Next in this series of blog posts is a strange one: Sfumato. I’m blogging about how each of the seven principles in How to Think Like Leonardo da Vinci, by Michael J. Gelb, relates to fiction writing. Today I grapple with the fourth principle, Sfumato, a word that means “going up in smoke.”

Gelb’s definition of Sfumato is “a willingness to embrace ambiguity, paradox, and uncertainty.” Although most people prefer knowledge, predictability, and clarity, Gelb contends that Leonardo did not shy away from the gray areas, the question marks, the mysterious, and the absurd.

SfumatoDa Vinci painted beautiful things, but also made many drawings of ‘grotesques’ or ugly human faces. His most famous painting, the Mona Lisa, contains mystery after mystery, including the anonymity of its model. Gelb notes that we discern human mood from the corners of the eyes and mouth, but in the Mona Lisa, Leonardo obscured these areas in shadow, deliberately leaving them vague so we are left to wonder whether she smiles or not.

Is Sfumato important for a fiction writer? First, let’s define each of its three aspects:

  • Ambiguity: something that can be understood in more than one way, allowing for more than one interpretation.
  • Paradox: a statement or proposition that, despite apparently sound reasoning, leads to a conclusion that seems senseless, illogical, or self-contradictory.
  • Uncertainty: A state of having limited knowledge where it is difficult to choose between two or more alternatives.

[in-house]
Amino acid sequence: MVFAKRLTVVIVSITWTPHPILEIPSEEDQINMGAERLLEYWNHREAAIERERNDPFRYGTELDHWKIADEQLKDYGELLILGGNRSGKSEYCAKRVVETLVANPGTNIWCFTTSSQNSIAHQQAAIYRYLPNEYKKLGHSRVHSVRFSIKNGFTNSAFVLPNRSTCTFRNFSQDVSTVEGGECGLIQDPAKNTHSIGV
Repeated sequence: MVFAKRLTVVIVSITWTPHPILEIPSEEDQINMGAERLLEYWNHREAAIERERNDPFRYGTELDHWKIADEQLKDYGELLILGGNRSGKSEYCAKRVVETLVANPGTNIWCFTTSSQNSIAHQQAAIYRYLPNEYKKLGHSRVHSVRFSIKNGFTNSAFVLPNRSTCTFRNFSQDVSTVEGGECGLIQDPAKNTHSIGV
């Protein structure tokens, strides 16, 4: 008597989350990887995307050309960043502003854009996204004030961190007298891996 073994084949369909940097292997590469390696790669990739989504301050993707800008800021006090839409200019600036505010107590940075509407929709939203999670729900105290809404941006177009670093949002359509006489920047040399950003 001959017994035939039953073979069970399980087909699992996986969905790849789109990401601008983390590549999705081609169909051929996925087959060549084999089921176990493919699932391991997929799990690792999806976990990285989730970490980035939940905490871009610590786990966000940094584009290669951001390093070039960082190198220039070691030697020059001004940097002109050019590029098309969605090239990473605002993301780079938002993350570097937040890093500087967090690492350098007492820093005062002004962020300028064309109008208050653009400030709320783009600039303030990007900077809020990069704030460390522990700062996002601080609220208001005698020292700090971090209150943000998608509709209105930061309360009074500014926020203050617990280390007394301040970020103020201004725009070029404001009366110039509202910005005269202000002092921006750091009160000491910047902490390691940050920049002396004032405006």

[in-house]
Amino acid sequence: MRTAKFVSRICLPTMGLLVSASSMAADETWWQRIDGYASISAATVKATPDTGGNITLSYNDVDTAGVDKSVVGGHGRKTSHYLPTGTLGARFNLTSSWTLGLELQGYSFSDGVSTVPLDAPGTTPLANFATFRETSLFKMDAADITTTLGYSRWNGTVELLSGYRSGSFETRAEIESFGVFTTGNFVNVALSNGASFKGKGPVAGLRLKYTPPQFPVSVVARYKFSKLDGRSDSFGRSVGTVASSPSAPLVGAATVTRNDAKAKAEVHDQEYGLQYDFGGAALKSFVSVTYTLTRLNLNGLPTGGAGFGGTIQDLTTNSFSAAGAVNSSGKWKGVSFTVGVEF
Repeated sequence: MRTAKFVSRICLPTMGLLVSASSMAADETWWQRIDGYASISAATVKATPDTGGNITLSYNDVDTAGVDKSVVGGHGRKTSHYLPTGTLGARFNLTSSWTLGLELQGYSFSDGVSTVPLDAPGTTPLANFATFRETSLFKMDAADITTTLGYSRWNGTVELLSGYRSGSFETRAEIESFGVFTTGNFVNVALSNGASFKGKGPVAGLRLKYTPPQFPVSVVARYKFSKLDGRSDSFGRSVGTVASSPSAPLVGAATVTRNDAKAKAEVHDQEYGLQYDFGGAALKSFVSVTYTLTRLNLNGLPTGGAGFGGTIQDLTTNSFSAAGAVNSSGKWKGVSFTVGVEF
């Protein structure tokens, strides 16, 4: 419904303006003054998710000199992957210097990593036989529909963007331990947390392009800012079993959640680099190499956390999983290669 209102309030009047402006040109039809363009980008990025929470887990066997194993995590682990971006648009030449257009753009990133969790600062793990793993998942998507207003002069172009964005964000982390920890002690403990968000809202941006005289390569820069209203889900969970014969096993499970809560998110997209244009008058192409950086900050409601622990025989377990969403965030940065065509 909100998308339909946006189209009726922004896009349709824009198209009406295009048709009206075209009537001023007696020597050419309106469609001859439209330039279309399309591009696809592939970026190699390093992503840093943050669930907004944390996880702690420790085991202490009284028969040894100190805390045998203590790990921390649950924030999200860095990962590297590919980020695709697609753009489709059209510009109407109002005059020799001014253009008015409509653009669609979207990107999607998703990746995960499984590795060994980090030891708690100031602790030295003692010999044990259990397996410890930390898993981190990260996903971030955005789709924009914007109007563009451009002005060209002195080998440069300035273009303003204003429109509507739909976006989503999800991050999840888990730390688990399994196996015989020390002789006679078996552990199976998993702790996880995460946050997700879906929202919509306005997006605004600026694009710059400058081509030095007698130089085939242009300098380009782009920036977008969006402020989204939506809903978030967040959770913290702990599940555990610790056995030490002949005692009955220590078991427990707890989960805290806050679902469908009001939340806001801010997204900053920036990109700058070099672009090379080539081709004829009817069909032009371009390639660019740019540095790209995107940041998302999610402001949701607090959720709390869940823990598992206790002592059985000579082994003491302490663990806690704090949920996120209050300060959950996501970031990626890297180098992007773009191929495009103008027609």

Writers make use of ambiguity through symbolism, where one thing may represent something else. Metaphors and similes prove useful to ways to compare the unfamiliar to the familiar, but also leave the story open to interpretation. Often the greatest works of literature contain enough ambiguity to allow generations of critics to argue over meanings.

As for paradox, a writer may employ it for humorous effect, as in Gilbert & Sullivan’s “The Pirates of Penzance,” where a young man thinks he can end his apprenticeship with a band of pirates when he is twenty-one years old, but since he was born on February 29, he’s really only a bit over four. Even when a writer uses paradox in a serious way, it can heighten reader enjoyment by giving the reader something to puzzle over and think about.

Uncertainty is at the center of fiction writing, and comes into play in three levels—the character, the reader, and the writer. Fiction must have conflict, and often it can be an internal conflict for the main character. To heighten the drama of the conflict, it’s necessary to force the character to make a difficult decision. The protagonist’s uncertainty is what makes readers keep on reading.